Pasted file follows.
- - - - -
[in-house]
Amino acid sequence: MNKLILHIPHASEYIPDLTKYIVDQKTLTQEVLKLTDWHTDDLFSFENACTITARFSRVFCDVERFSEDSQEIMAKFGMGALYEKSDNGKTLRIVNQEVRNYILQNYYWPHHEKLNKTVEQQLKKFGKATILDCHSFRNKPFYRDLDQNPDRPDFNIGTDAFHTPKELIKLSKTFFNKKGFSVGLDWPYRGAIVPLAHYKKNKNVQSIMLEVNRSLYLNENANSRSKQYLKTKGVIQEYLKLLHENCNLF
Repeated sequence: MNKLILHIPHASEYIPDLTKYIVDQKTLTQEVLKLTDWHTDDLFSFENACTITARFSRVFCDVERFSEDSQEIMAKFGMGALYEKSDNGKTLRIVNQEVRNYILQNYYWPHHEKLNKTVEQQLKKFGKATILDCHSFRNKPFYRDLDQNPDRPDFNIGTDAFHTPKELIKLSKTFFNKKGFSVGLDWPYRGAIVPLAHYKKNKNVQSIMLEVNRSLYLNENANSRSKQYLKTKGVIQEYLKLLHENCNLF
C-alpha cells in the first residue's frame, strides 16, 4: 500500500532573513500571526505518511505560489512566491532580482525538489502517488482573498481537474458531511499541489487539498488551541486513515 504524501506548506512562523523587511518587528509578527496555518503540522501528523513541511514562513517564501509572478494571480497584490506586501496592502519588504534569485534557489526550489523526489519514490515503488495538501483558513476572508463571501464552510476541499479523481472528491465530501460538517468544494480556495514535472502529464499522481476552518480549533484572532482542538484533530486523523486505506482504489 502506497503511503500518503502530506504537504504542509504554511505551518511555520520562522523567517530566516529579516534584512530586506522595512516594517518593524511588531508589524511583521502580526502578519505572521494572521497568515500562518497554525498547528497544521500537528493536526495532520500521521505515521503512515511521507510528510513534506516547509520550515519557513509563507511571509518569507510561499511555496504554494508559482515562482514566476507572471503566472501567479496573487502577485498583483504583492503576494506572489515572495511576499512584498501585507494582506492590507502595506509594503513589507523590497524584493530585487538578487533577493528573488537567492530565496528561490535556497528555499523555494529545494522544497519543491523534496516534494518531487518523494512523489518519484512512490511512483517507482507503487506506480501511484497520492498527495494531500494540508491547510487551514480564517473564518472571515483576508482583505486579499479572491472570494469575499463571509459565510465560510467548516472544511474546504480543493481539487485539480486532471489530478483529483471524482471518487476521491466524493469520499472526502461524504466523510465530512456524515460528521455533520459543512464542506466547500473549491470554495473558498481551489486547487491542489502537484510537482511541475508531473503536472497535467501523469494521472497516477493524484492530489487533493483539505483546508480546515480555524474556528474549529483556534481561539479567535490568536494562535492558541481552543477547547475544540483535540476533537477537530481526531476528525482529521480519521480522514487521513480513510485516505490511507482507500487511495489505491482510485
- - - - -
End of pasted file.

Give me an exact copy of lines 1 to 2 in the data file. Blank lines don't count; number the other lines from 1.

[in-house]
Amino acid sequence: MNKLILHIPHASEYIPDLTKYIVDQKTLTQEVLKLTDWHTDDLFSFENACTITARFSRVFCDVERFSEDSQEIMAKFGMGALYEKSDNGKTLRIVNQEVRNYILQNYYWPHHEKLNKTVEQQLKKFGKATILDCHSFRNKPFYRDLDQNPDRPDFNIGTDAFHTPKELIKLSKTFFNKKGFSVGLDWPYRGAIVPLAHYKKNKNVQSIMLEVNRSLYLNENANSRSKQYLKTKGVIQEYLKLLHENCNLF